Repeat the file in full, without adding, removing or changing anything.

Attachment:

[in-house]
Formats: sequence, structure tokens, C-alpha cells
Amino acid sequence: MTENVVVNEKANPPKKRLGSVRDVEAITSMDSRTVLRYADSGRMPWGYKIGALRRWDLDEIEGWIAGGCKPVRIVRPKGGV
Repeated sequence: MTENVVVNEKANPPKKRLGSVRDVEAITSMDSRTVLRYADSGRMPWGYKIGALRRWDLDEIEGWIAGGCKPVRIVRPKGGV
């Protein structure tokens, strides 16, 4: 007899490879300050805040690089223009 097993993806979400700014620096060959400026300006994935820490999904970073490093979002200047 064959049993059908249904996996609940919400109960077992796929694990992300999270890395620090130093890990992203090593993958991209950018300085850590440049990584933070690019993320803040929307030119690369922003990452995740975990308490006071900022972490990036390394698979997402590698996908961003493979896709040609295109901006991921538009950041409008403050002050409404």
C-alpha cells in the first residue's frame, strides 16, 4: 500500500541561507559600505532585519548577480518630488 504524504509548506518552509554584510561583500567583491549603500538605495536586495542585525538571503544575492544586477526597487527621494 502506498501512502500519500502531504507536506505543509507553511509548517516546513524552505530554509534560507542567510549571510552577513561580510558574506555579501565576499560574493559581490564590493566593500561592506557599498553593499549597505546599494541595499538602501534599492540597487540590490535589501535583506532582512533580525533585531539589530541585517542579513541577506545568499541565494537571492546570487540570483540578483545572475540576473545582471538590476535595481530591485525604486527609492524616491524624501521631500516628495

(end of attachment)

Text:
[in-house]
Formats: sequence, structure tokens, C-alpha cells
Amino acid sequence: MTENVVVNEKANPPKKRLGSVRDVEAITSMDSRTVLRYADSGRMPWGYKIGALRRWDLDEIEGWIAGGCKPVRIVRPKGGV
Repeated sequence: MTENVVVNEKANPPKKRLGSVRDVEAITSMDSRTVLRYADSGRMPWGYKIGALRRWDLDEIEGWIAGGCKPVRIVRPKGGV
């Protein structure tokens, strides 16, 4: 007899490879300050805040690089223009 097993993806979400700014620096060959400026300006994935820490999904970073490093979002200047 064959049993059908249904996996609940919400109960077992796929694990992300999270890395620090130093890990992203090593993958991209950018300085850590440049990584933070690019993320803040929307030119690369922003990452995740975990308490006071900022972490990036390394698979997402590698996908961003493979896709040609295109901006991921538009950041409008403050002050409404």
C-alpha cells in the first residue's frame, strides 16, 4: 500500500541561507559600505532585519548577480518630488 504524504509548506518552509554584510561583500567583491549603500538605495536586495542585525538571503544575492544586477526597487527621494 502506498501512502500519500502531504507536506505543509507553511509548517516546513524552505530554509534560507542567510549571510552577513561580510558574506555579501565576499560574493559581490564590493566593500561592506557599498553593499549597505546599494541595499538602501534599492540597487540590490535589501535583506532582512533580525533585531539589530541585517542579513541577506545568499541565494537571492546570487540570483540578483545572475540576473545582471538590476535595481530591485525604486527609492524616491524624501521631500516628495